8. Some dogs are said to act weird before an earthquake hits. My dogs have acted weird a lot more times than we’ve had earthquakes.
    jan recently posted…Elvis Presley, his Hound Dog, and the controversy that followedMy Profile

  9. I hope all will be well prepared, I can only imagine what can happen when the elements go crazy. Our wildlife is more moderate, think the biggest “predators” here are foxes.
    easy rider recently posted…easyblog AUCTION TUESDAYMy Profile

  10. Understanding the risks where you live is the first step. Then researching the resources and potential options in the case of those emergencies is the next step. It is never a good idea to try to figure out stuff as the disaster is unfolding. Knowing where you can evacuate to depending on how far you have to go now is a good idea, since you may have to pursue a few before you can get a spot in an emergency.

    We also have info on CMDart that works with the Red Cross in our area when animals need to be evacuated.
    Bailey recently posted…Wordless Wednesday: Our First KongsMy Profile

  11. Fantastic information, so valuable and great idea to team up and share. Hope we never need to use it.


    We don’t have earthquakes but we do have hurricanes (and fires) so this is another list of things to consider.

  13. We just have tornadoes to worry about, but the chances are so slim, we don’t worry too much. I guess since we spend have the year frozen and buried in snow, God lets us catch a bit of a break with those big natural events the other half of the year. Mom has been in earthquakes in Guam and Tokyo and did not find them the least bit amusing.
    Emma recently posted…Meet Snoopy’s Sister BelleMy Profile

    • You pay the price one way or the other you know…it’s all in what you can take. See I can’t take that snow…I’d rather have a little shaking ever couple of years.
      mkob recently posted…Pet Emergency Preparedness – A West Coast PrimerMy Profile

  14. That is some interesting information. You guys face very different threats than we do here. I live on the East coast so will be heading to Fidose of Reality to read the tips there. I am actually in the process of making our hurricane survival kit at the moment so the timing is perfect.
    Crazy Dog Life recently posted…Risky Dog BusinessMy Profile

  15. Fabulous post thank you for all the great information. I bought ten pounds of bacon the other day and thought of jack.
    Sand Spring Chesapeakes recently posted…Wordless Wednesday~Ya Got Something Green In Your ToothMy Profile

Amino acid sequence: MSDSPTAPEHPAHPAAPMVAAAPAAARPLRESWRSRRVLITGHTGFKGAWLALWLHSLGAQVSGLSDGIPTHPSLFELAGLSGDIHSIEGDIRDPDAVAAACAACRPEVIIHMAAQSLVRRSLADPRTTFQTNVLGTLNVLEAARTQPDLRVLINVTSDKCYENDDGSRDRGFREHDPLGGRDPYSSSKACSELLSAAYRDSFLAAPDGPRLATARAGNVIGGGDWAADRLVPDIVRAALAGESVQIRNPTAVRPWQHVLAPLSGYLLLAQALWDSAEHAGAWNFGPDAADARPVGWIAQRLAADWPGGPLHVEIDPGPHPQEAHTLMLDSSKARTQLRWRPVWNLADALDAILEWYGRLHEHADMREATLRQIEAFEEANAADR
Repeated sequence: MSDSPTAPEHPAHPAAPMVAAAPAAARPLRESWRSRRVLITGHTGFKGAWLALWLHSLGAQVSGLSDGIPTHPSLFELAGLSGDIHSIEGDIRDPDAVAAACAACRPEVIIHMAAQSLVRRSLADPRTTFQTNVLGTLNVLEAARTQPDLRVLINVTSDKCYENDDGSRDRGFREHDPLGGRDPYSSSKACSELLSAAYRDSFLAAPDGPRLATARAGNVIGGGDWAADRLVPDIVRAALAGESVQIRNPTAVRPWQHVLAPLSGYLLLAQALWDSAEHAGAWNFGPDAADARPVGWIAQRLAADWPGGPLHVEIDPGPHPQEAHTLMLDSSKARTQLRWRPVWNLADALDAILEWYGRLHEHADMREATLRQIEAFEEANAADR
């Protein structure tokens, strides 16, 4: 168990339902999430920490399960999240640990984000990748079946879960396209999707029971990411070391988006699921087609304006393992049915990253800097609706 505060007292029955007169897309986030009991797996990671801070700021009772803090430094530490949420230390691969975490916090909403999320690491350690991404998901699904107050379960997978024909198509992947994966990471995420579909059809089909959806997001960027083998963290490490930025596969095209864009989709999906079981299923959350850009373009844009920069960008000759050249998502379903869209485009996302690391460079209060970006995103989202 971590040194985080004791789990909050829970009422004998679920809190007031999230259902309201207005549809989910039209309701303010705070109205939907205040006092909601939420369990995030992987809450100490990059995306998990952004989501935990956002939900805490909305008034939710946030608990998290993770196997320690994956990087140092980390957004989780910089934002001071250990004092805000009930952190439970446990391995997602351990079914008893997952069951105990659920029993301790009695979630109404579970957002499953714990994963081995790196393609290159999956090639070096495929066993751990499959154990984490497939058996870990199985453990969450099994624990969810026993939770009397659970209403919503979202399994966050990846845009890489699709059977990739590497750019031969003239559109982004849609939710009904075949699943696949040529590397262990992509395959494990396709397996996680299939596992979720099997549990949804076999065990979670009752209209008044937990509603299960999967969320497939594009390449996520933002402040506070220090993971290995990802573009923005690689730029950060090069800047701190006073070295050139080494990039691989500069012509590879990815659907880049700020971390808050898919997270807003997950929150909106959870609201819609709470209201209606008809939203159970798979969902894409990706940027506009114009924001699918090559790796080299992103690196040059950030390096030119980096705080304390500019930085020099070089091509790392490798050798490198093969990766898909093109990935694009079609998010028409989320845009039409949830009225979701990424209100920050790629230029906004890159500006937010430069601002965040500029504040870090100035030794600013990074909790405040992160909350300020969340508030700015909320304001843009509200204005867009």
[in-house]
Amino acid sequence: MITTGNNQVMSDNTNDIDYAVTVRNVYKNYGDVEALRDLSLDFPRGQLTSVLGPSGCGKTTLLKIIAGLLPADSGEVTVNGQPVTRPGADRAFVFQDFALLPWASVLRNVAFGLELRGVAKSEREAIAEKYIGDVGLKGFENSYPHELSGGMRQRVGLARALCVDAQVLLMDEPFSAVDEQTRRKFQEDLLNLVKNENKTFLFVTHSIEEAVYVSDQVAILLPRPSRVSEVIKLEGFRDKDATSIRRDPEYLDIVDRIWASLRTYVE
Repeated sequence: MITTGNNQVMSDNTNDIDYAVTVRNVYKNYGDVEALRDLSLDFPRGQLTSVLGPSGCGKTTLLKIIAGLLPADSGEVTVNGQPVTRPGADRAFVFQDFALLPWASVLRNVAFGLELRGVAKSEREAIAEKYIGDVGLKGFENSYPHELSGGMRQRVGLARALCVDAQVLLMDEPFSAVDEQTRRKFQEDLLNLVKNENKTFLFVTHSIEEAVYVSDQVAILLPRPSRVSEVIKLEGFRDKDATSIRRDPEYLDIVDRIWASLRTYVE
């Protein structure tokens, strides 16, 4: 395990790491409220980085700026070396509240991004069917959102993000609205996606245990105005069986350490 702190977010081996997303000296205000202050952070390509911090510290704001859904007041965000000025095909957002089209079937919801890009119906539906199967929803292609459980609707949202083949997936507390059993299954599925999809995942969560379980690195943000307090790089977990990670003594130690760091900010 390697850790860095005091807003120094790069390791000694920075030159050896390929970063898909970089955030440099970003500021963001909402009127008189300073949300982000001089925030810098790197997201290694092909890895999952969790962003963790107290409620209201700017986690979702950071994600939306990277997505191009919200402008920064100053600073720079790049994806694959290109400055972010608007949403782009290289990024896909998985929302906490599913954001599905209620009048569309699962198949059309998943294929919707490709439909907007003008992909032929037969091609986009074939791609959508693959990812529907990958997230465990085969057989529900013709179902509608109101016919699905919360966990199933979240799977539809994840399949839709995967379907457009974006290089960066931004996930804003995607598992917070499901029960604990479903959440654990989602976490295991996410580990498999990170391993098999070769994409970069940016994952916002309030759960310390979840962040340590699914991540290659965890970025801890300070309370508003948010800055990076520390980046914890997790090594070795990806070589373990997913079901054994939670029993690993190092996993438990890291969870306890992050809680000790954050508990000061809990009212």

16. Mostly just earthquakes here. You reminded me that I should get together some emergency rations for the pup. He won’t eat kibble, and the cans are too big for him to eat in one meal without refrigeration. i’ll have to look into some freeze-dried food.
    Tenacious Little Terrier recently posted…Wordless Wednesday #40 – Sleeping with ChewbaccaMy Profile

  17. Great post. I *really* need to get a little emergency pack together for Rita! We have one of those stickers in the window, but it’s gotten really faded out where I wrote her info in. This is a good reminder to fix that!
    Jackie Bouchard recently posted…Animal Mummies – A Fascinating ExhibitMy Profile

  18. There is crazy weather anywhere you choose to live, I guess. One other important item to keep on hand is bottled water for yourself and the pets. Always hope for the best, but be prepared for the worst.
    M. K. Clinton recently posted…Two Great Adoptable DogsMy Profile

  19. Wildfires are the biggest one here. We had a small one start very very close a couple of years ago. Helicopters were hovering over our house and the land that was on fire. The helicopters freaked out the dogs while we were trying to pack a few things before fleeing. (We have a box of dog meds etc, always packed). The part that we didn’t expect was that one dog sneaked out with us on a trip to the vehicles and then wouldn’t come when called due to the insane noise of the helicopter. We did capture him but learned a very very important lesson about locking up your dogs until you are absolutely ready to go. We’ve thought that we’ll seatbelt them into the car while we’re packing so they’re ready to go.

    Thanks for the important reminder!
    KB recently posted…Wordless Wednesday: Huge AntlerMy Profile

  20. Great emergency guide! It got me thinking about a few problems we have here in Michigan. I will have to check out Dex’s blog since we’re more prone to east-coast emergency situations here.
    Playful Kitty recently posted…Wordless Wednesday: The Cave of AwesomenessMy Profile

  21. Excellent tips. LOL on the bacon shortage. We have to worry about wildfires up at our cabin every spring. It is a good idea to have an escape route planned out. We also have to worry about wildlife up there as well and have seen coyotes. Luckily they mostly go the opposite direction when they see us and the dogs. I am happy we don’t have snakes….or earthquakes.
    2 brown dawgs recently posted…Thursday Barks And Bytes–That LookMy Profile

    • Fires are the scariest I think – especially here because they move so fast and furious. We’ve been lucky so far.
      mkob recently posted…Some Fun Dog & Fitness InfographicsMy Profile